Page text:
To reduce this to a dream experience is incredibly shallow and emotionally unfulfilling. This ending makes the Life on Mars finale hardly any more satisfying than the “Bobby Ewing’s death was a dream” fiasco on Dallas.
Initially I was simply irritated at poor storytelling and thought, well, the show got canceled, they only had a short time to make sense of all the plot threads they’d planted and resolve it all. On that basis alone I’d give this a -5 for feeble resolution using one of the most trite cop-outs in all of storytelling-land. Then I read this interview with the creators and realized what I’ve quoted above: that this ending was not a last-minute scramble (which might have excused its weakness a little), but unbelievably was the fully intended “pay off” for the story arc. Planned. Embraced from the start – or in their words, “stumbled upon” – as the right ending to steer towards.
Oh. My. God. How could they even imagine that something that is so much tripe could pass for an emotionally satisfying ending for the audience?!? If I sound a little outraged, I am. My enchanted story-enjoyment bubble has been burst. I am gobsmacked by the magnitude of this Fail. If they claim that the Wizard-of-Oz trope was their guiding light, well – they nevertheless missed that beacon by a mile. One has to be very, very careful to avoid dismissing all that went before as a dream. In the Wizard of Oz tradition, even though those around Dorothy in Kansas experienced her sleeping, we-the-viewers are not entirely sure that her Oz experience was “only” a dream (and if your protoype for Oz is the book not the movie, it is even more clear that she really was someplace else.)
There is no such reassuring reality loophole with this Mars crew reveal, though: the explanations are too pat, the earlier cognitive dissonances too tidily dismissed. The magic and questioning of reality that has been Sam’s experience is quashed in a brutal 10 minutes of flattened drama and stalled emotional momentum.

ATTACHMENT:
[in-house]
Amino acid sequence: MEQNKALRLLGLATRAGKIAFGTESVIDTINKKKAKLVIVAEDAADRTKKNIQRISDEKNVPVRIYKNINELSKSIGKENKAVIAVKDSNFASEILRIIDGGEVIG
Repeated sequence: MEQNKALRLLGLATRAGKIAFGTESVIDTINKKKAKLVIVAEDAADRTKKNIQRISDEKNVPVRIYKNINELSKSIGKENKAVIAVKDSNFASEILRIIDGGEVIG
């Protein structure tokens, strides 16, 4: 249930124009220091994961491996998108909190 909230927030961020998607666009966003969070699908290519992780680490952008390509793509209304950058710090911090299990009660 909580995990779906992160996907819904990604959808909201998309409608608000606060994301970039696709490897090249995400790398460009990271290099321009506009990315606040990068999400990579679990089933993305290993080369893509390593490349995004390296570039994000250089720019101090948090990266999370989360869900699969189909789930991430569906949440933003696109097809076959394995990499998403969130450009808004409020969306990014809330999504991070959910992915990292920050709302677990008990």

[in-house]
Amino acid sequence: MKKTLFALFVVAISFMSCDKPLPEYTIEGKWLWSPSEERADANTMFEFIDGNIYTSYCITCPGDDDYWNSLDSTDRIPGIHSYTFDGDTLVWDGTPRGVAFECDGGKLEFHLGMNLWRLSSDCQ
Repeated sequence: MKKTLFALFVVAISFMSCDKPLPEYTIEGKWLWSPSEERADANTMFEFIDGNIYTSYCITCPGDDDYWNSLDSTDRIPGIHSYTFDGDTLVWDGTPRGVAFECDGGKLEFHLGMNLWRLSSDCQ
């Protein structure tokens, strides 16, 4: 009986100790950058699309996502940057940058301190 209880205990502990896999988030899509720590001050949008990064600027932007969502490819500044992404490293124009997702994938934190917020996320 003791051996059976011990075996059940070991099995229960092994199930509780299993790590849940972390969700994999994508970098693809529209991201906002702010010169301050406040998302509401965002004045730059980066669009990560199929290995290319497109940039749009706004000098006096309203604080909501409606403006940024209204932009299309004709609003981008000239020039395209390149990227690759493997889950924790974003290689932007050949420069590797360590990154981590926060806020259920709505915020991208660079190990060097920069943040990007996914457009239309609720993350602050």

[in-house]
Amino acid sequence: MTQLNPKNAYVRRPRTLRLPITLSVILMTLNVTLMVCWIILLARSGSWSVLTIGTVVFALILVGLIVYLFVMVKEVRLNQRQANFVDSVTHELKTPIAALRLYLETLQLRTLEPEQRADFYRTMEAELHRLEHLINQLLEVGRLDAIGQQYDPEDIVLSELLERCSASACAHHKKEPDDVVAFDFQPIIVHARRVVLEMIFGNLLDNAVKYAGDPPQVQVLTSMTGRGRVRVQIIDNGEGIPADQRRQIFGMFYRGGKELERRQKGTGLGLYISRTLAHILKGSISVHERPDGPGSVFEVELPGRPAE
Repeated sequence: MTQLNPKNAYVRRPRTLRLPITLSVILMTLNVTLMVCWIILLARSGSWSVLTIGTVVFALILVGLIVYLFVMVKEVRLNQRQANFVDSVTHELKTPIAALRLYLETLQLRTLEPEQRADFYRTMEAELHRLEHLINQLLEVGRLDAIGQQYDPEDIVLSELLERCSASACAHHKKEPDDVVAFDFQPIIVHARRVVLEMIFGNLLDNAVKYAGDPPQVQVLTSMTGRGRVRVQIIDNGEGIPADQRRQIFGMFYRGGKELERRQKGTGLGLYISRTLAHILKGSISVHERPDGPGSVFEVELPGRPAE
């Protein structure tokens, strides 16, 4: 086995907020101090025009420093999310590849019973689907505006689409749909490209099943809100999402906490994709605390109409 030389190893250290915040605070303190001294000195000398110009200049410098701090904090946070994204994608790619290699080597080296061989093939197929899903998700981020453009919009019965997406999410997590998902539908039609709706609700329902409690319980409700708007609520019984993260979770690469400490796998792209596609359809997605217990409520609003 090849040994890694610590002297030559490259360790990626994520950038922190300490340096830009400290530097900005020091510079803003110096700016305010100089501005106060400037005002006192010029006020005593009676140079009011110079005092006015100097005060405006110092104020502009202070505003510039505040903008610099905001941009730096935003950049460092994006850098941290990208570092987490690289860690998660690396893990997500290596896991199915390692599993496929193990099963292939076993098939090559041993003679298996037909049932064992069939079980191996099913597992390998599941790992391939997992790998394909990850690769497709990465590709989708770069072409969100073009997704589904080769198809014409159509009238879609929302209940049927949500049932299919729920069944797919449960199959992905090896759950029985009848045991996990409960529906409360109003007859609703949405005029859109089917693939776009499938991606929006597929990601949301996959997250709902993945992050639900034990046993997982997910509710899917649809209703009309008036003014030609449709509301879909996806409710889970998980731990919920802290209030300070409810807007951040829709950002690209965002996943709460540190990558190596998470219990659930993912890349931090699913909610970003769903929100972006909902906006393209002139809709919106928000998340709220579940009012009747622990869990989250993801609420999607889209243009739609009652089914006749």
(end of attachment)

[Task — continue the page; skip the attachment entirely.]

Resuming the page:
Story death at its most ignominious. For shame.
This is made even worse because most of the final show was great. It is in the last 10 or 15 minutes that it all unravels. Now that I’ve seen this farce, I STILL want to know what really happens to Sam and Annie, and their cohorts. What’s the real ending here, the one we should have seen? The one that properly ties up the lose ends AND offers believable and satisfying emotional payoff? There is nothing worse than this kind of abortive end to a great story.
“It was just a dream,” my ass. This series rated an 8 on my quality scale for entertainment. It’s really hard to reconcile that with the -9 I’d rate this ending at (spared a -10 only because the acting and the dialog as such didn’t totally suck). Still, this is The Worst Ending Ever that I have seen in a show I’m a fan of.
Someone needs to be spanked for this.
1. For the record, I just want to say I’m not familiar with Mol’s work outside this show, but I think she did a wonderful portrayal of a smart woman in the boy’s club atmosphere of a 1973 police department, bringing layers of emotional depth to the role that surprised me in this character. Her portrayal was true to my own experience of being in a male-dominated occupation in 1974 (the Army) – and in a deja vu sense, except for the color, her dress uniform was eerily similar to my own, down to the pot hat and shoes. I really enjoyed her character, and Mol’s acting. Brava.
2. That’s a -5 on my -1 to -10 scale for bad writing. The bigger the negative number, the more it sucks.